Aiding Victims of Sexual Assault

Aiding Victims of Sexual Assault

Victims of any kind of sexual assault are traumatized—they’re anxious, vulnerable, and, not surprisingly, scared to trust. They need help.

In 1994, Dr. Christine Jackson noticed that when victims of sexual assault were brought into area hospitals in Baltimore City, neither physicians nor the nurses had been trained in how to collect evidence or detect injuries for these patients. Police, though, expected that the staff was trained. As a result, the outcomes of the kit collections were terrible.

Dr. Jackson wanted the hospitals to do better for these patients. So she founded the Mercy Medical Center Forensic Nursing Program. Back then, says Debra S. Holbrook, MSN, RN, SANE A, FNE A/P, specially trained nurses, which were called Sexual Assault Nurse Examiners (SANE) or Sexual Assault Forensic Examiners (SAFE), were trained and educated in comprehensive care of victims of sexual assault. Mercy Medical Center, in Baltimore City, was designated the point center for this kind of medical forensic care.

“The Mercy Medical Center Forensic Nursing Program now cares for almost 1,000 patients each year, and sees all forms of interpersonal violence including sexual assault; domestic, dating, and stalking violence; elder and vulnerable populations abuse, neglect, and maltreatment; human trafficking; strangulation; trauma; chronic abuse of foreign nationals seeking asylum and T/U Visas; and suspects of all person’s crimes,” explains Holbrook, the Director of Forensic Nursing at Mercy Medical Center. Holbrook says that the program is also one of the only mobile ones in the United States—meaning that the nurses involved are able to travel to various hospitals, etc., throughout the area. “For 25 years, the Mercy Forensic Nurse Examiner (FNE) Program has been the only mobile program of its kind in Maryland , seeing patients in all surrounding hospitals including Johns Hopkins Hospital, the University of Maryland Medical System, Shock Trauma, and all emergency departments, nursing homes, and prison systems. The Program has also created Memorandum of Understandings with all branches of the military, seeing victims from the U.S. Naval Academy, Ft. Meade, Ft. McHenry and Reserves, and Kimbrough Army Hospital.”

Currently, the program has 32 FNE who provide coverage every hour of every day of the year. Holbrook explains that these nurses must first participate in a mandatory curriculum, which includes 40 hours of didactic training, a preceptorship including partnering with stakeholders to gain a working understanding of the criminal justice system in the Baltimore City jurisdiction, and a rigorous preceptorship by skilled FNE until the trainee is competent and comfortable enough with practicing independently.

All the cases they are involved with are peer reviewed by leadership as well as peers to make sure that they are accurate and complete. Holbrook says that nurses are prepared to testify in court in either a fact or expert capacity as needed. Most nurses in the program work at hospitals other than Mercy, but they are on a per diem status with the Mercy FNE program.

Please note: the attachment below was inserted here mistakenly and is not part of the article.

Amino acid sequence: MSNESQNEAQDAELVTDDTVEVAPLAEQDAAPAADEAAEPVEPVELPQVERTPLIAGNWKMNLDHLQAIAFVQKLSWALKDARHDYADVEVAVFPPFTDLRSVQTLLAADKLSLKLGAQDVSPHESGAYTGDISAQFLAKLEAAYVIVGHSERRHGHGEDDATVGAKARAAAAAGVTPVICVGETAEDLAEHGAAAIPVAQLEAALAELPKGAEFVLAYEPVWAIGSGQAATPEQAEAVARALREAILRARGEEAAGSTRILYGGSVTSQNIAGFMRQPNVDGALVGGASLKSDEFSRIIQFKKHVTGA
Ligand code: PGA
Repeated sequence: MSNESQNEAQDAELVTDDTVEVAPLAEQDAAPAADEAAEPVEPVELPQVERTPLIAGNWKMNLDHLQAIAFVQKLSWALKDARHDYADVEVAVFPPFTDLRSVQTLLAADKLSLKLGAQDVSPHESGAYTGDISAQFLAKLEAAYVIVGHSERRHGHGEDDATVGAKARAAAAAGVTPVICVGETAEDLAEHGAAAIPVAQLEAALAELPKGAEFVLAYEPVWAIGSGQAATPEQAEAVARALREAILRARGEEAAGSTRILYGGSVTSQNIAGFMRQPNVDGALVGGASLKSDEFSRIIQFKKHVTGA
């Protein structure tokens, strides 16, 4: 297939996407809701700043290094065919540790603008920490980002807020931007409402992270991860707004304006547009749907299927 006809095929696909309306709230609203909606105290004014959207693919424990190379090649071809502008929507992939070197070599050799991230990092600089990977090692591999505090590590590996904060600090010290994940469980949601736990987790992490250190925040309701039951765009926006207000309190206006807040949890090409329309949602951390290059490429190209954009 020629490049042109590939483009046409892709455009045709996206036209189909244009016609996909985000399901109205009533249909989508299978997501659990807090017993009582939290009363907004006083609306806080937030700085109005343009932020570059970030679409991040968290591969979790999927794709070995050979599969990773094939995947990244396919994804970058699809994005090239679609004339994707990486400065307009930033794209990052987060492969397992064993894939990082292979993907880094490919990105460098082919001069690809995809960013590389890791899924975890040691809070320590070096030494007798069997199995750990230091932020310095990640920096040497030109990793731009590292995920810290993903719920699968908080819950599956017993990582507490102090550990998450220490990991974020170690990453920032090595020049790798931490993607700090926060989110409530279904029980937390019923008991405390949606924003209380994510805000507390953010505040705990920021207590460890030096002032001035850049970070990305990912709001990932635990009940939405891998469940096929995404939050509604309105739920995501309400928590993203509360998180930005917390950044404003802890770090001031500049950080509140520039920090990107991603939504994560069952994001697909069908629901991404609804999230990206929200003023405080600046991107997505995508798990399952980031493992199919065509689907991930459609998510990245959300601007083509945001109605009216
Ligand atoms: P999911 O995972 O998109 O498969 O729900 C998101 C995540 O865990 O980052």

When nurses are finished with their training, Holbrook signs off on them, and they are certified by the Maryland Board of Nursing as FNE. “This assures competency, uniformity in practice, and accountability under the license of Registered Nurses in Advanced Practice,” she says.

As expected, there are challenges for FNEs who work with this program. “The challenge of working with victims of crime is that we never see a happy case,” says Holbrook. “Never. Day in and day out, we see patients victimized by unimaginable violence and cruelty, and that wears on you when you care for a large volume of patients or when you peer review the work of fellow program team members.

“Most of our nurses have full-time jobs, and family, and are attending school—and they do this work in their free time. Why? Because they are highly skilled, compassionate men and women who have a passion for caring for patients who need our care. The greatest reward we have is watching our patients, who have arrived in devastation, leave as survivors of their crimes with resources to seek justice. They know they were believed and cared for and that they have support in the coming weeks and months ahead of them.”

If you are thinking about getting into this kind of work, Holbrook has tips for you:

  • Make sure you are going into this work for the right reason. If you have been assaulted in the past, make sure you have had therapy and worked through it. Being burdened with these types of cases has an ugly way of bringing out memories, and we do not want you to be re-victimized.
  • Know that you need to “stay in your lane.” As a forensic nurse, you cannot be an advocate for your patient or you risk having a patient bias. As a collector of evidence, an FNE must maintain neutrality.
  • Take care of yourself. Most nurses only stay in the field for two or three years because of burnout.

For more info, go to www.bmoresafemercy.org.